Mission-critical applications such as connected medicine and other highly demanding use cases are different. They require consistent, high quality throughput on both the up and downlink – i.e., they won’t be well served by NSA 5G as there is no margin for error when it’s a connected health device.
Industry experts opine that 5G cannot reach its potential without standalone (SA) networks. Equally, albeit in a far less mission-critical environment, this type of deployment is also essential to make other high data throughput use cases like interactive learning a reality.
5G SA and demonstrating the commercial reality
Granted, these network rollouts are already underway. Coventry University called on Vodafone to take advantage of its commercial standalone 5G network, which is the first of its kind in the UK. But, the physical connectivity side of things is just one – albeit one very important – piece of the puzzle in the move towards a hyper-connected future that’s built on 5G reality.
To get us there, we are also going to need telecoms vendors who can join the dots and can provide the connectivity glue, including cloud and edge computing capabilities, in order to support the overall delivery of 5G SA use cases. Also, to mitigate what will become common issues in the early stages of commercial 5G adoption, such as preventing mission-critical IoT-enabled devices from experiencing a drop in data transfer performance when they roam off 5G networks.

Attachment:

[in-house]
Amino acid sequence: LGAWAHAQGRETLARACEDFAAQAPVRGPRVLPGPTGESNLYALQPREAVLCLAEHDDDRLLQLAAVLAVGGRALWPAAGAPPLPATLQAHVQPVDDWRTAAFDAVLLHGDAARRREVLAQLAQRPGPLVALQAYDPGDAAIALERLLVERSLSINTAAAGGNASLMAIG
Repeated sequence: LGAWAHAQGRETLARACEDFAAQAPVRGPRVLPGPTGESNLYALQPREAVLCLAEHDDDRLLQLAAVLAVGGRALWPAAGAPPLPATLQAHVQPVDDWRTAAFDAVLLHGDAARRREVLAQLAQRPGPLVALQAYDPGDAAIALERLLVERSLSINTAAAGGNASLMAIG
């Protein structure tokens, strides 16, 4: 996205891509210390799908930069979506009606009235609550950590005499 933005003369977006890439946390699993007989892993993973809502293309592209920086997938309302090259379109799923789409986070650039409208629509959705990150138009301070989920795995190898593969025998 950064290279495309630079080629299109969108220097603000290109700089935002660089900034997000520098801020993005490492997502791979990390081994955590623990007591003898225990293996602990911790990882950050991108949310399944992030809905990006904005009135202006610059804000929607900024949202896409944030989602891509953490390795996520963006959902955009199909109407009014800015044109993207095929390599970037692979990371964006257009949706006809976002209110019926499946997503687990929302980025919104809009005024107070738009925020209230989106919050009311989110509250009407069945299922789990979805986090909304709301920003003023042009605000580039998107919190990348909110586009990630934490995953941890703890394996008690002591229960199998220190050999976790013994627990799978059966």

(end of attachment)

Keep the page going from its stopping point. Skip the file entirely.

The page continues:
Joining the dots from a marketing perspective
So, what role should content marketing play in this complex environment?
Paradoxically, it needs to help alleviate the hype rhetoric by demonstrating how enterprises can tap into what will be truly possible with 5G connectivity. Hype does not help with adoption: enterprises want to invest in technology that is proven, and are more likely to delay their investment until the ‘plateau of productivity’ stage of the Hype Cycle.
The most effective content strategy, then, is to engage with pragmatic, helpful content that reflects the market realities and pain points of prospects. In terms of content types and deliverables: use cases, case studies, FAQs, myth vs fact articles, pragmatic and application-oriented thought leadership, and interaction with prospects via webinars and virtual events, are being received well.
We’re experiencing this time and time again in our work with BICS and other major players in the telecoms arena. And it ultimately comes down to education. Not only in terms of identifying, productising, and promoting what will become the truly killer use cases for 5G, but also having the right approach in place to sales enablement so that once leads are acquired they can be converted by the sales team quickly and reliably, and importantly, at scale.
If you would like to discuss how Isoline can help in developing and implementing a content marketing campaign that will help you in achieving this, drop us a line: [email protected].